Trap Bars Give Your Biceps a Break

Aside from the clear benefits trap bars have on your spinal health, they also lessen the tension on your biceps. This is because your shoulders are put in a more neutral position during lifts which allows you to better tolerate the stress of deadlifts if your scapular region tends to bother you otherwise.

What Factors Should I Keep in Mind Before Buying a Trap Bar?

When purchasing any barbell, there are several things you need to keep in mind like the finish, type of bar, and the exercise variety of each bar. The same aspects are applicable for selecting a trap bar as well. However, there are also a few distinct factors you need to keep in mind.

The Width Between the Handles

The Width Between the Handles

The space in between the two handles determines the size of the trainer a trap bar can accommodate. Having too large or too little of a gap would defeat the convenience and purpose of a trap bar, effectively adding on to your strain instead of reducing stress on your body. 

Keep in mind that if you’re taller or larger, you’d be more comfortable using a trap bar with at least 28 inches of space in between both handles. On the other hand, if you’re more petite or have shorter arms, choose a trap bar with a handle space of around 23 inches.

The Weight of Your Hex Bar

Some users don’t give the actual weight of their bar much thought. Something you may not consider is that the weight of your unloaded bar will be added onto the final weight after your plates are loaded. This is also something you should consider when you’re wondering what the maximum limit of your bar is. 

The Maximum Weight Limit of Your Trap Bar

All barbells have their limits. Consider the maximum weight capacity of your trap bar and compare that to your goals. While you may not need a heavy-duty trap bar right now, is it something you aspire to be able to do in the future? 

How does this connect to the weight of my trap bar? Generally, heavy bars will weigh a bit more than standard use. Most heavy barbells can lift upwards of 500 lbs and will weigh somewhere around 60 lbs unloaded. 

On the other hand, lighter duty barbells will only be able to lift a maximum of 400 lbs and usually weigh around 23 to 28 lbs when unloaded.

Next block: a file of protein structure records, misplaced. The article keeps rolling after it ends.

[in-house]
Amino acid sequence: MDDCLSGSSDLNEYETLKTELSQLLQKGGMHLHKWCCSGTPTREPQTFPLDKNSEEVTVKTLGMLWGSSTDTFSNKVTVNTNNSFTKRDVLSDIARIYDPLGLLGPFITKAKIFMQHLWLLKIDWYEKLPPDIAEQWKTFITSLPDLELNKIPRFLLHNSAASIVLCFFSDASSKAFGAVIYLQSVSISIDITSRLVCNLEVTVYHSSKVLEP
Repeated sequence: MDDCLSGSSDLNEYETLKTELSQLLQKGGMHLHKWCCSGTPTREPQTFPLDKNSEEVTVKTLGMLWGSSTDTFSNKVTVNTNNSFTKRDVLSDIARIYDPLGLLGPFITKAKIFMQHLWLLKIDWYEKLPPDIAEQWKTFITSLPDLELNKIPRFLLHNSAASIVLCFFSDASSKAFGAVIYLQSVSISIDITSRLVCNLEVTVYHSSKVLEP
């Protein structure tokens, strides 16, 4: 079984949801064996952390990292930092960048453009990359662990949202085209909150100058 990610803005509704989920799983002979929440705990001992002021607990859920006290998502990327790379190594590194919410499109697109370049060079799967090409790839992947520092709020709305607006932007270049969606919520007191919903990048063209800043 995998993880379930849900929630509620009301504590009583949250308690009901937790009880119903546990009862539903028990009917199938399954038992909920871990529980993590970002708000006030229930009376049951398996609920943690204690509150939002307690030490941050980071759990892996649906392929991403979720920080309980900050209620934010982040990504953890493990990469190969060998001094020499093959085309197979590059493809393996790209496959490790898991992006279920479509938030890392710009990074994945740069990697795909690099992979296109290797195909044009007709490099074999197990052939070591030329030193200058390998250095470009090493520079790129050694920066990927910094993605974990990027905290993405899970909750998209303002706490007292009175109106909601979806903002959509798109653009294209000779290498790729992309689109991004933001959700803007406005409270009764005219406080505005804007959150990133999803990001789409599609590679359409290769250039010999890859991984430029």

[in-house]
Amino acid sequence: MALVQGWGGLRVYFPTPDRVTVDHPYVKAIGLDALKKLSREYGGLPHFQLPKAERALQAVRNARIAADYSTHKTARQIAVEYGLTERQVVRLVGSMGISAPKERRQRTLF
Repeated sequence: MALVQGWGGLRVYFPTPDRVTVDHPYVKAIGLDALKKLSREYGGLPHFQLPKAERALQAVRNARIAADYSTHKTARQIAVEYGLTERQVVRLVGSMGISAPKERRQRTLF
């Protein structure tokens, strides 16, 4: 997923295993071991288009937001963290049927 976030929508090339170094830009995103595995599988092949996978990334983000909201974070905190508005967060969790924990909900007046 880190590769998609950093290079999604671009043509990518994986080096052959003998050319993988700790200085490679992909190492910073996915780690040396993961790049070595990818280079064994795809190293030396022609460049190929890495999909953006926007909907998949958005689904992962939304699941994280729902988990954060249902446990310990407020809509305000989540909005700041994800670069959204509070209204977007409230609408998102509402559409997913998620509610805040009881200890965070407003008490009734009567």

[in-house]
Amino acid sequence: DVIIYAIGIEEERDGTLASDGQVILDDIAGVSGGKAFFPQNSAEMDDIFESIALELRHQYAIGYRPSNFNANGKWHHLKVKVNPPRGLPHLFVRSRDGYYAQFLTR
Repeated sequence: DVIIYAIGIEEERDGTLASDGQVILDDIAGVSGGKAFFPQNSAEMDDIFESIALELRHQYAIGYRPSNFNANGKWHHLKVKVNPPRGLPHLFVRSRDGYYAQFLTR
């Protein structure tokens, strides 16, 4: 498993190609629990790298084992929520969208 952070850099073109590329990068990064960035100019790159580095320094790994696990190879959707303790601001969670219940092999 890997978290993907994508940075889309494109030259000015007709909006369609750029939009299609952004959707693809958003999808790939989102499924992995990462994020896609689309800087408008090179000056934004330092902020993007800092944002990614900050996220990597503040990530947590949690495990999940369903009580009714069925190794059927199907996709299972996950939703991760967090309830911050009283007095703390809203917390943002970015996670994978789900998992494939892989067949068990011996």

Can You Rack It?

Rackable models are generally longer in length and allow you to rest them on your power rack’s safeties. If you want to be able to do overhead presses and use your hex bar with your power rack, this is an important factor to consider. Otherwise, it shouldn’t matter. But keep in mind that a rackable bar will give you a better workout variety.

Can You Do Squats With a Trap Bar?

No, you can’t do any “butt work” like trap barrows with the trap bar. There are two reasons for this. First, your butt isn’t large enough to carry an extra 10-15 pounds through a front squat or row. Secondly, if you’re using a bar with pins to hold yourself up, you’re not doing “shoulders to bar,” and this could be a problem if your upper traps are weak like a cap barbell. However, you can use the trap bar to perform a trap bar push-up variation, as you’ll see in the video below.

As a general rule, I’m a fan of avoiding training isolation muscles, since you’ll have no way to check their progress if you’re only looking at your own physique. Instead, use one compound exercise in order to target multiple muscle groups at the same time. This means doing both deadlifts and squats for the front delts, and doing front squats and reverse flyes for your traps. You should also use the trap bar for Olympic-style deadlifts, too, just like in the video below. This exercise will keep you safely off the back if you start to mess up in the deadlift.

Are Hex Bar Deadlifts Safer?

Recently I posted a video on the youtube channel training aftershock of me performing a deadlift and an axle bar deadlift with 15kg in each hand with my grip. I wrote about how I came about doing the axle bar deadlift for CrossFit WOD, and why I decided to continue to use it for my powerlifting routine.

Lifting with just 1 Hand – This is something I wanted to perform long before the WOD but wasn’t sure I would be able to due to the deadlift being my least favorite exercise. I will always have to deal with the challenge of my hands getting tired (not painful) and not being able to lock out the built in bar features after several repetitions, however, I had to give it a shot to test my strength and my pain tolerance. I have to admit it took me a while to catch on to how to place the straps, where to put the bar on my neck and torso, and where my elbows should be. I found these straps at my local sporting goods store that had the adjustable strap that I had seen on random strength equipment a few months before at the same store.

Is a Trap Bar Worth Buying?

Despite the higher price tag, I’ve found trap bars to be a worthwhile addition to your gym. The main reason is that I’ve found them to be so versatile. I’ve used them on every type of workout, from heavy deadlifts to sub-maximal pressing to bodyweight squats to glute bridges to pullups to high pulls to a variety of gymnastics moves. In each of these exercises, the traps have performed flawlessly and with great ease.